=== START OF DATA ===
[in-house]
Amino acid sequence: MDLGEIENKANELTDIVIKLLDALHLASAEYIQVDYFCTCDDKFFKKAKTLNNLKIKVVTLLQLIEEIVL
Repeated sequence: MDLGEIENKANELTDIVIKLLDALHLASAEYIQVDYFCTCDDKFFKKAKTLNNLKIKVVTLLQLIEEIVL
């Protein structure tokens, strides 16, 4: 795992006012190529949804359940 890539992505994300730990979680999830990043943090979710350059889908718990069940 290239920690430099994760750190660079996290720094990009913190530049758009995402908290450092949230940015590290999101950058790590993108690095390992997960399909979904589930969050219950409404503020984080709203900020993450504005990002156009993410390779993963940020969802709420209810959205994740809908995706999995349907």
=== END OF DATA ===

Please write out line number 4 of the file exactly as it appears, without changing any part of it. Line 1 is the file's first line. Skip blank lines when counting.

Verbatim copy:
């Protein structure tokens, strides 16, 4: 795992006012190529949804359940 890539992505994300730990979680999830990043943090979710350059889908718990069940 290239920690430099994760750190660079996290720094990009913190530049758009995402908290450092949230940015590290999101950058790590993108690095390992997960399909979904589930969050219950409404503020984080709203900020993450504005990002156009993410390779993963940020969802709420209810959205994740809908995706999995349907």